The alarm was set for 06:30; I guess I was wired up enough to not notice the short night too much.
Organizing People is Hard
People trickled in Saturday morning. I started setting up a cardwall of post-it notes to try and set some order to things, although I think I ended up being the only person really using it.
The reason it was hard to get the tech started is that we had four programmers. As if finding a suitable way to break up the work wasn’t hard enough, there were two people with some Ruby experience, and two people with some PHP experience. Ray (Ruby) spent a lot of time on the business side, and one Luis (PHP) had the most design experience, and some browser geolocation code to borrow. In the end we decided on Ruby, with Mingwei (PHP) focusing on API research to inform the Rails application.
I several times wondered if we should switch (I’m always up to learn something new) I spent a lot of time doing install support. Our designer never did use live rails, even after I got running properly. Mingwei even decided to try doing the API testing in Rails, in case it involved a library – in the end Yelp’s OAuth proved daunting and we used the much simpler V1 HTTP API. Even with that, we were still limited to 100 requests per day until the app went live and got approved, which easily got burned through in testing. I ended up registering a new key under my new account to finish up the integration.
Saturday after lunch had two talks. Erin had stopped by our room earlier in the day. She gave a talk on working with designers. She kept it short, saying that people are lazy by nature, so focus designs on minimum effort. Perhaps by demonstration, she offered up some prototyping resources by short url.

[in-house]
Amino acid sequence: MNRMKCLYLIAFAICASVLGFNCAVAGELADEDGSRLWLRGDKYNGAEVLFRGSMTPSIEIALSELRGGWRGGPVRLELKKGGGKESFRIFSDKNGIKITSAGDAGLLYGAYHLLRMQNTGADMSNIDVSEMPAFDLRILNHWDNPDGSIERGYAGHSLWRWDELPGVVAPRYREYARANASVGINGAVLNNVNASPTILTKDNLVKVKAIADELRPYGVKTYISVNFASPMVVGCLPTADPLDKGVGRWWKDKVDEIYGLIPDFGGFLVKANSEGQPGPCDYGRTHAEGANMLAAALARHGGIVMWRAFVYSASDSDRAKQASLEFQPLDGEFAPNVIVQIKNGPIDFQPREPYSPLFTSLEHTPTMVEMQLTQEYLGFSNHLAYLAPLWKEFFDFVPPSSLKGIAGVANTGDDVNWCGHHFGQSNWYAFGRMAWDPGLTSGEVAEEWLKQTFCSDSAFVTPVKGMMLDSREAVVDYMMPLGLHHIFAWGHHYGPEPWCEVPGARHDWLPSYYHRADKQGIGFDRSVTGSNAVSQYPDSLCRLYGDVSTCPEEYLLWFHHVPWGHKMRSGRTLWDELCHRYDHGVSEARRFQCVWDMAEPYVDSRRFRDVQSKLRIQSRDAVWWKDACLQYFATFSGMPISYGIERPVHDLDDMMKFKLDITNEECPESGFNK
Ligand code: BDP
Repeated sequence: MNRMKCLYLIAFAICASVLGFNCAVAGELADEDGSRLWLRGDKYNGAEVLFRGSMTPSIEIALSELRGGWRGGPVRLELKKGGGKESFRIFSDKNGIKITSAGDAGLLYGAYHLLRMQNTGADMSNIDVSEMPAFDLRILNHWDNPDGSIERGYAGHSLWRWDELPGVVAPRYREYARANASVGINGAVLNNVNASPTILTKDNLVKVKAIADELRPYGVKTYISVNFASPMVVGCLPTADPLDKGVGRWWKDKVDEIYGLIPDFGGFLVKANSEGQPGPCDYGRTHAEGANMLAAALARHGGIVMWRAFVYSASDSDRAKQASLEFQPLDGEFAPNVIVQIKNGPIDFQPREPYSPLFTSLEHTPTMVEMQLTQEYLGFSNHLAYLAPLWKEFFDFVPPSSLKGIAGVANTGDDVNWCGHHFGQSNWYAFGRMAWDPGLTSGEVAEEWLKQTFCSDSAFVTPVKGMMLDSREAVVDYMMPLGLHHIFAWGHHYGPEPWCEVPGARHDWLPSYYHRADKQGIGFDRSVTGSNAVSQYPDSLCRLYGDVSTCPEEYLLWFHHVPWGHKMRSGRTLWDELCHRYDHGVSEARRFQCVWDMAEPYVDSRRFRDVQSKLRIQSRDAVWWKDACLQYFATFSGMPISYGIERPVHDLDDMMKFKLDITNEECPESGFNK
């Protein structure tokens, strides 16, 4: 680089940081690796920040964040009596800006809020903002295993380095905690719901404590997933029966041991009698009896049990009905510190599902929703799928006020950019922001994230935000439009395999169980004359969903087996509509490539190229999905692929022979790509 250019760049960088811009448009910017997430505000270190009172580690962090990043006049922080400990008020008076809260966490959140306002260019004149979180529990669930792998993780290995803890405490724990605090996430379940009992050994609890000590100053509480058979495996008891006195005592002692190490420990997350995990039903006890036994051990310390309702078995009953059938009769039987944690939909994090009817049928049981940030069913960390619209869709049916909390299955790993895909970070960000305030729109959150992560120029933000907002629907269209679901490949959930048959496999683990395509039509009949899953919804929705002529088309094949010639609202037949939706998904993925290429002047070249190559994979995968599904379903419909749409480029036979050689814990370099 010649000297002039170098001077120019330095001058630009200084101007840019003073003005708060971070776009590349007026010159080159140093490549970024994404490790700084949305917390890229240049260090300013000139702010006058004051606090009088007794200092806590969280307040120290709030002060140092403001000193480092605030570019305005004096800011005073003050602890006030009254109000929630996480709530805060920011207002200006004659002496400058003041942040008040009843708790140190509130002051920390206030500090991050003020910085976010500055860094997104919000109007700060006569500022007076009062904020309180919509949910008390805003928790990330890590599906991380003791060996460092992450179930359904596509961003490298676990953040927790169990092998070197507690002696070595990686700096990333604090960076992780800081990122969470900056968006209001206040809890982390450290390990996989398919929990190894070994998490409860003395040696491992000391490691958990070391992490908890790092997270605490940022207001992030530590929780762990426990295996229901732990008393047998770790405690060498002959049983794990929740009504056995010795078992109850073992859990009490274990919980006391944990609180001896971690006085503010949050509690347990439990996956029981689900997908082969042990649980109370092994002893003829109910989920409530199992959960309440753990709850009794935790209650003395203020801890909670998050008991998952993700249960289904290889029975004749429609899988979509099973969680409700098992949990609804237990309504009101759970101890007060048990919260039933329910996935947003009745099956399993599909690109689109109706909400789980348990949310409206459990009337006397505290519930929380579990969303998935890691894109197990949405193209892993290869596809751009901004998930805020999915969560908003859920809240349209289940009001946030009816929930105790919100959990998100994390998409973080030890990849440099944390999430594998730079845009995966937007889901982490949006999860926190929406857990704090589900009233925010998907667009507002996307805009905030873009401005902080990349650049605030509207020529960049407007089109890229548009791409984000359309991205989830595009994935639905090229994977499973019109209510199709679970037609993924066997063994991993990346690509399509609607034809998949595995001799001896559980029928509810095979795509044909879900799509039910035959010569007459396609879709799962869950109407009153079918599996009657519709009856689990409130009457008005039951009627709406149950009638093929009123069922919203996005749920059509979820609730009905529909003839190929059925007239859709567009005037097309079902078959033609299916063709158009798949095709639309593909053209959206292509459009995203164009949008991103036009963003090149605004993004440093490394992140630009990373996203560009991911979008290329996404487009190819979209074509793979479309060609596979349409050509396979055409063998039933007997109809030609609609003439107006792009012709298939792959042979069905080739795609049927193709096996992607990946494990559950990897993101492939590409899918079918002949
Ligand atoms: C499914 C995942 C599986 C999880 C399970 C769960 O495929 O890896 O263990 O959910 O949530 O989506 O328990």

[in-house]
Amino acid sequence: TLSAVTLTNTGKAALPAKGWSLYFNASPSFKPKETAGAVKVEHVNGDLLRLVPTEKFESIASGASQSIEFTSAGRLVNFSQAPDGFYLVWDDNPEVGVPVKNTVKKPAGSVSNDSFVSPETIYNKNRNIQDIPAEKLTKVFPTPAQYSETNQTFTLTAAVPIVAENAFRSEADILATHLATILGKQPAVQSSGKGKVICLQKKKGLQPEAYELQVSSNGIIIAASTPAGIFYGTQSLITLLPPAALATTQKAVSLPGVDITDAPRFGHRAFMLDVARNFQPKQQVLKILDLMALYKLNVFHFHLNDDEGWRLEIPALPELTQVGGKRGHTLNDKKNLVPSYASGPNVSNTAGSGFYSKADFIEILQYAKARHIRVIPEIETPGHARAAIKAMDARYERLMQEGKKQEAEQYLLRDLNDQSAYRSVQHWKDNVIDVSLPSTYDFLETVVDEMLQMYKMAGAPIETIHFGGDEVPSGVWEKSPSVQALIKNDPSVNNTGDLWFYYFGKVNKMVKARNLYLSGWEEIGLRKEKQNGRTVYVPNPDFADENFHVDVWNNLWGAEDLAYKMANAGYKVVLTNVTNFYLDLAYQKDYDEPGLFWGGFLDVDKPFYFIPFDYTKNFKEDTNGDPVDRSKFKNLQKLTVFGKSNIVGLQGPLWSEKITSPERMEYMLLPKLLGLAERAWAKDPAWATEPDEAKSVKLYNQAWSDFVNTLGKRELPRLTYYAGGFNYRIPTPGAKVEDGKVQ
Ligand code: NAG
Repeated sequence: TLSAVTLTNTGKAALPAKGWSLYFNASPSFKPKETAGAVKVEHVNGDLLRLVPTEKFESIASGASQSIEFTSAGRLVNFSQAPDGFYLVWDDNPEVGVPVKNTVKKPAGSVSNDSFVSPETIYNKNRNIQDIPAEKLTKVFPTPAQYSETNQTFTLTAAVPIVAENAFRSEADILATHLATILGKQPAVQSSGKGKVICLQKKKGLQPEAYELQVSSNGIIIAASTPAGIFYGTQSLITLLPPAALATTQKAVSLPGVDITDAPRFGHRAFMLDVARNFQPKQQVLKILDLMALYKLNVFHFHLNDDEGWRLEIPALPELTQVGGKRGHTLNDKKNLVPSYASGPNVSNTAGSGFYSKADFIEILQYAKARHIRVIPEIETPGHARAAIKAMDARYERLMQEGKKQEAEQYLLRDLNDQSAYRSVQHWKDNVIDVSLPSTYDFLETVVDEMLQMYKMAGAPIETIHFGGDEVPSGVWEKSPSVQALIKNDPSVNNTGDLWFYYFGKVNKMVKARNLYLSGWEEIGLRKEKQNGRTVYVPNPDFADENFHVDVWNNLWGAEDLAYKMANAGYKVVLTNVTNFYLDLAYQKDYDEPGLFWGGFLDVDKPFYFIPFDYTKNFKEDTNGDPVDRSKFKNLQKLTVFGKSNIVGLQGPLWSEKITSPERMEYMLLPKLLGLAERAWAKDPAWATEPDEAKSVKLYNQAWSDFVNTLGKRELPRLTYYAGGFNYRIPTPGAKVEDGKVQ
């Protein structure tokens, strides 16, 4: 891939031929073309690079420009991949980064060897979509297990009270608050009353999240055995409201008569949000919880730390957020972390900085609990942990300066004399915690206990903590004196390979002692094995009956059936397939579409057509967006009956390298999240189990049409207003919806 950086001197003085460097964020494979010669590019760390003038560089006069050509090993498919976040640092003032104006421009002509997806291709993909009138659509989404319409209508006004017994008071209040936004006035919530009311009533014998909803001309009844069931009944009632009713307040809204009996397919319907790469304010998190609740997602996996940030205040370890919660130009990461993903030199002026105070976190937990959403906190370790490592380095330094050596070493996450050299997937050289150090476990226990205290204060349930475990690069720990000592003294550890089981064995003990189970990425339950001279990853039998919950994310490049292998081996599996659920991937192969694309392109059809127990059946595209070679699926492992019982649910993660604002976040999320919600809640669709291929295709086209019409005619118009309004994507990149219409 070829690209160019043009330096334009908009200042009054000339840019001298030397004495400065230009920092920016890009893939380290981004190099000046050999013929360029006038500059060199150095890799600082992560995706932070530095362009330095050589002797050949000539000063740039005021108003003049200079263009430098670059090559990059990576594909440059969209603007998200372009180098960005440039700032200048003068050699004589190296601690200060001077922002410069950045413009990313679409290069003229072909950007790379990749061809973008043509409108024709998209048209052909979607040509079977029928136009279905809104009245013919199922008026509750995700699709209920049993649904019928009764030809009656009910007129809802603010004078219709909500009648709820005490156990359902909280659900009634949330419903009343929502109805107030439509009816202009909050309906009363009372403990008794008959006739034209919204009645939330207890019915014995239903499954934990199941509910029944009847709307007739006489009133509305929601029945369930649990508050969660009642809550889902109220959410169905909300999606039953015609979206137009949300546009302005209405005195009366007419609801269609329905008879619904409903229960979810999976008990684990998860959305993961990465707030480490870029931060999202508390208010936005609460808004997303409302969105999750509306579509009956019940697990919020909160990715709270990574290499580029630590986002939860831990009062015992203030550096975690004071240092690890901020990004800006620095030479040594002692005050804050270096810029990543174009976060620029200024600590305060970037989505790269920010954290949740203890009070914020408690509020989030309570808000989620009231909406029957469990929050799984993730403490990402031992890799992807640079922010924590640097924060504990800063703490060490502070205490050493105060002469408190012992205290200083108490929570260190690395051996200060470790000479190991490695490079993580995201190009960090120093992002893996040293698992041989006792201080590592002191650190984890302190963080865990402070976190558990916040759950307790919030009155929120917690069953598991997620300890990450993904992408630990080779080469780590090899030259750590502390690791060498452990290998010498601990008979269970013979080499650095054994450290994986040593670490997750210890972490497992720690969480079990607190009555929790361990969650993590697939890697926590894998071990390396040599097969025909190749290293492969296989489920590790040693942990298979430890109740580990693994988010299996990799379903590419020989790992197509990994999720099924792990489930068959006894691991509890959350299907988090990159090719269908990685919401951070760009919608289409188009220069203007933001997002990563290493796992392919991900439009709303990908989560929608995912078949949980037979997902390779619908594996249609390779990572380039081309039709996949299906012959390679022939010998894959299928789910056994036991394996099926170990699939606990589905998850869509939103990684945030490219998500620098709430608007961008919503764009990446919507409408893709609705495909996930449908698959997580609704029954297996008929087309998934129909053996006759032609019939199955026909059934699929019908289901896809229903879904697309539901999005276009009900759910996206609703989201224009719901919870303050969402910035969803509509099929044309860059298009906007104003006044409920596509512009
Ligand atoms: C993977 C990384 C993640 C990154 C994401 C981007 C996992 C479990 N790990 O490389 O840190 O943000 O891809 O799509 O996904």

The other talk was Brian Wong, of the Kiip mobile rewards network. He had a lot of advice, such as go live in a foreign country for more than six months. He also had great success cold-emailing silicon valley companies and asking to meet with them, often by guessing email addresses. However he tried to sum with with five specific points:
- You are the most powerful force in your life, don’t wait for other people.
- If the fight is hard, it’s even more worth fighting for – it builds competitive advantage.
- Generate serendipity – find the right environment (don’t judge a fish by how it climbs a tree)
- Get as much feedback as you can (which means don’t bother with stealth mode)
- Hire amazing people. Frame your pitch so they come up with the idea themselves.
Saturday night I stayed at Ray’s house, saving myself a few hours of travel; or rather getting a few extra hours of sleep. Though, in an odd kind of way I missed the opportunity to get some work done on the train, away from the all the noise.